Fitness apps are all the rage. A raft of new companies and products want to track your steps and count your calories with the aim of melting that excess blubber. There is just one problem — most of these apps do not work. In fact, there is good reason to believe they make us fatter.
Researchers found these devices fail to drive long-term sustained engagement for a majority of users. It was found that more than half of US consumers who have owned a modern activity tracker stopped using the device within six months of receiving it.
While the report mentioned several reasons why people do not stick with these tracking devices, here are three surprising reasons why fitness apps may be making us less happy and flabbier.
It is not as simple as calories in, calories out: The first reason fitness apps make us fat is that almost all of them are based on a pervasive myth. Most of these gadgets and apps attempt to push people to eat less and exercise more. They ask users to track what they eat and record their physical activity in order to quantify whether dieters intake a surplus of calories for the day.
Evidence that the calories in, calories out theory is too simplistic is plentiful. According to Dr. Peter Attia, co-founder of the Nutrition Science Initiative, “All calories are not created equally … The energy content of food (calories) matters, but it is less important than the metabolic effect of food on our body.”
To most fitness apps, a calorie of high-fructose corn syrup is the same as a calorie of protein despite the fact that science, and our bodies, tells us otherwise. Clearly, a calorie is not just a calorie and by perpetuating this untruth, fitness apps help people tack on the pounds instead of shedding them.
You will not exercise yourself thin: Exercise is probably bad for you. Did you read that right? Let it sink in. For one thing, exercise tends to makes us hungry; maybe not immediately, but eventually. However, most fitness apps ignore the fact we work up an appetite.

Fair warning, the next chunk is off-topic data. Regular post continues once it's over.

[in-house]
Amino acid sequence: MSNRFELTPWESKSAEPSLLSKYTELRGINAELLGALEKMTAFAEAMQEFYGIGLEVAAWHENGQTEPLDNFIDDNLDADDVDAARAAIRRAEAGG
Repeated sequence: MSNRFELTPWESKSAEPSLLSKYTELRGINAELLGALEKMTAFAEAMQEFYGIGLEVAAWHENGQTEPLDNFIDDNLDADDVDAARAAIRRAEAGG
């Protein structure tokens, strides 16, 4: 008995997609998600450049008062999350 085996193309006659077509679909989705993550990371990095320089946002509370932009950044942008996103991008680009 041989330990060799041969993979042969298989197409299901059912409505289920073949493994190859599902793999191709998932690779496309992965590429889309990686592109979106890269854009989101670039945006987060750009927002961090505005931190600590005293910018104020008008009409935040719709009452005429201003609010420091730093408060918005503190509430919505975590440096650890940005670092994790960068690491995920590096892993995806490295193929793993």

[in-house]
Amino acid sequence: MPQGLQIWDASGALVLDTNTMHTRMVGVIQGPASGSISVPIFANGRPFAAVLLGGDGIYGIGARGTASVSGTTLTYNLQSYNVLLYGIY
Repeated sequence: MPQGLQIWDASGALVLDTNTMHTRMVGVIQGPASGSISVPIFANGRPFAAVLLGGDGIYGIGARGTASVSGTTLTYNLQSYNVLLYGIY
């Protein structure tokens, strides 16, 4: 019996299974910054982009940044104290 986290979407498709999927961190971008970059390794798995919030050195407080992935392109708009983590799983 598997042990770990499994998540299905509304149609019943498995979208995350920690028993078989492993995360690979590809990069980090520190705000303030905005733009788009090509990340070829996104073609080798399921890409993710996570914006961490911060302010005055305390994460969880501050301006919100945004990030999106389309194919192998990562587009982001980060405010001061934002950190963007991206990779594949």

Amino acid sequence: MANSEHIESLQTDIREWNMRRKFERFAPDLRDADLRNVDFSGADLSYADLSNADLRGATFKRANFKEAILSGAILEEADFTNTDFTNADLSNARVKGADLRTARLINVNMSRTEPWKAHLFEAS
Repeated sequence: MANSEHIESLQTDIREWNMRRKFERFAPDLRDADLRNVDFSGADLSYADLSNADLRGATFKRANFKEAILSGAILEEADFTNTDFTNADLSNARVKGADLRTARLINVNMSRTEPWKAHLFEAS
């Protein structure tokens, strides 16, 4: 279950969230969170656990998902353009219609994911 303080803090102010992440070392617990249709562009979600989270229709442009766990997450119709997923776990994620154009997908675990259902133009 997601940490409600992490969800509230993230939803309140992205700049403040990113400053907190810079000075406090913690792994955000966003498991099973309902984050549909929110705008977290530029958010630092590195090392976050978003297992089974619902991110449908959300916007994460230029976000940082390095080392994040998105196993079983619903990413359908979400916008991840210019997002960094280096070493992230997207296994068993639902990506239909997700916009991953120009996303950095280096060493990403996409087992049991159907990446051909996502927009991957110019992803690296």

When we exercise, the blood stream is drained of glucose so the body activates an uncomfortable sensation to get us to refuel. A few extra bites at lunch and an extra piece of fruit after dinner and we have negated the 300 calories we burned running for 30 minutes on the treadmill.
Want to, not a have to: But exercise is not bad for everyone, just those who hate doing it, which is most everyone who is not already doing it. The beef with most fitness apps comes down to the fact that they miss a critical component of long-term behavior change. It is no fun.
Most successful consumer technology companies in the world are so good at changing user behavior because among other things they are fun to use. In contrast, by and large fitness apps are a drag. Attempting to form habits for behaviors people feel they have to do instead of want to do just does not work over the long-term.
Someday fitness apps will focus on helping users enjoy the activity itself instead of making artificial and often frivolous goals the aim. We’re just not quite there yet.